FORT WAYNE, INDIANA
The Easter Bunny has had a "love-hate" relationship with Christianity over the years. For many, the mysterious character that comes on Easter Eve to bring children baskets full of candy is nothing more than a fun fantasy for kids to enjoy. But for others, the idea of the Easter Bunny represents commercialism and selfishness, ignoring the true meaning of the holiday. Some Christian leaders have tried to find a way to "Christianize" the Easter Bunny, making him relevant some how to the whole celebration of the resurrection, but none have successfully accomplished the task. That is, perhaps, until this week when Gateway Church unveiled their latest idea.
"The subject of the Easter Bunny is a tough one." Said the church's pastor, Carter Wilson. "With Santa Claus, at least you have the Christian character of St. Nicholas to refer to. But with Easter it's a magical bunny rabbit. Some parents just have a problem with that. So we've got to take a different approach to this situation if it's going to work."
Wilson's approach, in his own words, involves "balance."
"I finally realized that the Easter Bunny alone is pretty hard to spiritualize. He needs someone to balance him out. That's where we came up with the idea of the Holy Week Turtle."
"The concept of the Holy Week Turtle is simple." Said Erin Bennett, a member of Gateway Church who helped Wilson develop the idea. "The turtle is a slow, almost depressed animal which represents the sadness and the almost dirge-like feel of Holy Week, especially on the eve of the crucifixion. But what this character does is make the Easter Bunny really have relevance! The bunny is a fast and upbeat creature. Just like the bursting forth of the resurrection, we have the bunny rabbit with bursting speed."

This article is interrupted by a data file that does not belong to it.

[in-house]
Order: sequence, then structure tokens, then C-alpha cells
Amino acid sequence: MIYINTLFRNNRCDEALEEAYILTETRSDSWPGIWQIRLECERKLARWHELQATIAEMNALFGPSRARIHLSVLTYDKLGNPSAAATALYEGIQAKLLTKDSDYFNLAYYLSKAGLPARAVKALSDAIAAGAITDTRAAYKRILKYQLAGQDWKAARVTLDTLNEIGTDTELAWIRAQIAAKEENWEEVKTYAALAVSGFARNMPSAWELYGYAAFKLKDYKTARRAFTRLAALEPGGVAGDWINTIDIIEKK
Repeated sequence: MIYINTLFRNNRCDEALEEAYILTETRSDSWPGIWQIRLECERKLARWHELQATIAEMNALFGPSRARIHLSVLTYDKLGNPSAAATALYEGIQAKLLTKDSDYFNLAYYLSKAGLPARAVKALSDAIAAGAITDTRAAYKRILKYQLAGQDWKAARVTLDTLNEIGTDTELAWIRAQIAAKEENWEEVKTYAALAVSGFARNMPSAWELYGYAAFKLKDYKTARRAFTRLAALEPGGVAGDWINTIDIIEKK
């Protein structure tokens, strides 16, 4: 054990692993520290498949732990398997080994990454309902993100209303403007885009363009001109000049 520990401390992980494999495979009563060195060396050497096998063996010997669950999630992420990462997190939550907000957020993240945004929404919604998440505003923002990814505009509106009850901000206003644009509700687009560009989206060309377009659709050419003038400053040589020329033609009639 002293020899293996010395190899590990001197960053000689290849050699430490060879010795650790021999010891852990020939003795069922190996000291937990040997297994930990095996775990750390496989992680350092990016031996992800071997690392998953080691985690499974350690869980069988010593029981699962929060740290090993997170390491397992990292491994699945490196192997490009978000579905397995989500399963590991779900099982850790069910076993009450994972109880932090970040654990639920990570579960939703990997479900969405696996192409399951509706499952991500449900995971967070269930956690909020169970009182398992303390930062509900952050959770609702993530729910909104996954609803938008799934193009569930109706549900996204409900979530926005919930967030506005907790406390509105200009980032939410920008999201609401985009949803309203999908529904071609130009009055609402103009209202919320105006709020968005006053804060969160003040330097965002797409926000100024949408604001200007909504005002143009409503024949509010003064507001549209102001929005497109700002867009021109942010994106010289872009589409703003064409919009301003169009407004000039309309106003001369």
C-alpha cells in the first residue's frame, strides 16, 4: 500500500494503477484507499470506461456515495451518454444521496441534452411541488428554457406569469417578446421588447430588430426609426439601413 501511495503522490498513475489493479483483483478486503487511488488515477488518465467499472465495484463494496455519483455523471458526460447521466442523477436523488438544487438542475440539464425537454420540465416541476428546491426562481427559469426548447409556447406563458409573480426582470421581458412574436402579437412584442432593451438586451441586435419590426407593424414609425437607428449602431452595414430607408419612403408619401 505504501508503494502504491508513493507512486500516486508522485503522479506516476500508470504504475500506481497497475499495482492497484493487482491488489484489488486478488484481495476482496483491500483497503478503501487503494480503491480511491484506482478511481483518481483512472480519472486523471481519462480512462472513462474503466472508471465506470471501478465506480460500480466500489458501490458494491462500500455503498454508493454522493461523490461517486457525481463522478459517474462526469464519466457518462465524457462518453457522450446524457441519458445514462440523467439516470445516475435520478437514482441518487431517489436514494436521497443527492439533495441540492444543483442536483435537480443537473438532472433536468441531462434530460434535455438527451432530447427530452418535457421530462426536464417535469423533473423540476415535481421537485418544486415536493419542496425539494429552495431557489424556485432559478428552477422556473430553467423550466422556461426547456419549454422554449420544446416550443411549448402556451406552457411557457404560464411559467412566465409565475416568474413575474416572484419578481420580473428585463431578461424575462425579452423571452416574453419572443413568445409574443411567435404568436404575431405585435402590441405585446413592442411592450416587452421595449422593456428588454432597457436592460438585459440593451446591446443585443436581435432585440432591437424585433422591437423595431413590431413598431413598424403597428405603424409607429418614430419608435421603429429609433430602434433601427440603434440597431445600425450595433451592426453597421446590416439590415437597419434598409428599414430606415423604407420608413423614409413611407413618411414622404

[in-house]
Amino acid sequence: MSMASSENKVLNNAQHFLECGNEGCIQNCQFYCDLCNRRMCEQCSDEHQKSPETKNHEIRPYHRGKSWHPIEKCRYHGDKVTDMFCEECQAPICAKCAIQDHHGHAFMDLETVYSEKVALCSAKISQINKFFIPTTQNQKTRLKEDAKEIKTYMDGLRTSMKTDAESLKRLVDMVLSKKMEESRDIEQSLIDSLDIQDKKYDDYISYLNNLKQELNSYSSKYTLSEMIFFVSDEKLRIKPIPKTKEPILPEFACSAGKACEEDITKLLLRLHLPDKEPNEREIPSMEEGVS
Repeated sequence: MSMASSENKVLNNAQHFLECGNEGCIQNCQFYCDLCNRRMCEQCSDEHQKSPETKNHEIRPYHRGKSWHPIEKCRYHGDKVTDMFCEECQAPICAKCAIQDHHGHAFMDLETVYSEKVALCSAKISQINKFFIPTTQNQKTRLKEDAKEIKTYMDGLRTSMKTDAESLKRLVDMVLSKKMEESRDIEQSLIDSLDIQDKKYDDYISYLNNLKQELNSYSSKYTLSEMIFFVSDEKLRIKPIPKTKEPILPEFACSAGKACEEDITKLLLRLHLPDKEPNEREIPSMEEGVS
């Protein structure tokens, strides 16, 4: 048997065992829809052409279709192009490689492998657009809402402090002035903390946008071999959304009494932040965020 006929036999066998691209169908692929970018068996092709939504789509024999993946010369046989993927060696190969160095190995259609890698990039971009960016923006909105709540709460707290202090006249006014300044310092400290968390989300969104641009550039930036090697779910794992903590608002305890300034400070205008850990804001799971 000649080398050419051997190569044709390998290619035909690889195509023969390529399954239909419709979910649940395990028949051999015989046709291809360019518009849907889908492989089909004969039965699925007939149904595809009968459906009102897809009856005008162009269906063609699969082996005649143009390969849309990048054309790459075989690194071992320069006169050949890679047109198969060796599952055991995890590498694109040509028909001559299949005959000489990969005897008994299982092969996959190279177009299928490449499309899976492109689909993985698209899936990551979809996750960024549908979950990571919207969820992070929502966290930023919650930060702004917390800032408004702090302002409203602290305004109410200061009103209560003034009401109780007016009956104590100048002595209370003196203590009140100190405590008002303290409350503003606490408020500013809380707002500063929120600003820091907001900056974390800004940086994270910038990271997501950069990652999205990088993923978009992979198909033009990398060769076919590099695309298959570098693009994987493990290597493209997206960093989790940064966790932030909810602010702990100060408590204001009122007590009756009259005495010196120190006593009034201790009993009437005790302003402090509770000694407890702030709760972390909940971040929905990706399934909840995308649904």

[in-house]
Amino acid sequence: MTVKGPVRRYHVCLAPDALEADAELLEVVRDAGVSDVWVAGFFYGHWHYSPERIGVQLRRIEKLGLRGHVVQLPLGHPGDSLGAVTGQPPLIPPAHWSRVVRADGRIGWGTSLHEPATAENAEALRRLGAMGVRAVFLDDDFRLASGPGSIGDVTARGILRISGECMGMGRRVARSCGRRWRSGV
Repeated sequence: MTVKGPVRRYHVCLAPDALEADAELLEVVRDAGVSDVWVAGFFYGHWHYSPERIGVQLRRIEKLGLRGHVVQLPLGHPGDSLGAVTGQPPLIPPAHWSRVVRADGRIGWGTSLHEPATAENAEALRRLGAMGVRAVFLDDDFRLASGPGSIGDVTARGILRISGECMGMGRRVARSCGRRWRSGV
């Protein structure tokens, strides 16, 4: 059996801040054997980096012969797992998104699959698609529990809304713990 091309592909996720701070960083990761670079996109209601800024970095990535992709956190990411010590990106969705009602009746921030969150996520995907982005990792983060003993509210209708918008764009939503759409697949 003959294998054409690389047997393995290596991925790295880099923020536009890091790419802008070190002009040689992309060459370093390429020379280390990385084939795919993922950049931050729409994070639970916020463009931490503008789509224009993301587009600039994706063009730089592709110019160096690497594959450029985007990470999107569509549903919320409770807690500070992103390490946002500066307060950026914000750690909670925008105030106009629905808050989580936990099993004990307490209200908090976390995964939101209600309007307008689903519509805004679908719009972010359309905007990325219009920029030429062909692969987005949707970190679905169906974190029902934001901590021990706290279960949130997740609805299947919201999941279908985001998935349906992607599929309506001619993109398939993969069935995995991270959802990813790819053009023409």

Bennett further went on to explain that the Holy Week Turtle comes on the eve of Good Friday (Maundy Thursday), but instead of giving kids candy, he takes away all of the candy and sweets in a particular house.
"So kids wake up on Good Friday morning and all of the candy and sweets are gone." Said Wilson. "No cookies, brownies, jelly beans, etc. It's all been taken away. So the kids are sad, and the sweetness has been taken out of life. It's just like the crucifixion. But what's so amazing is that on Sunday morning the Easter Bunny comes and fills the house again with sweetness, abundant sweetness, just like the resurrection!"
Gateway Church began promoting the idea for several weeks prior to Holy Week, meeting secretly with parents and trying to get as many families involved as possible.
"We have almost 100% participation from our parents." Said Wilson. "We've been telling our kids 'Be careful, cause the old Holy Week Turtle is going to come tonight and snatch away all of our sweetness!' But just think how happy they'll be on Sunday morning when the good old Easter Bunny brings all of that back. It will be a deeply moving moment for our families I'm sure."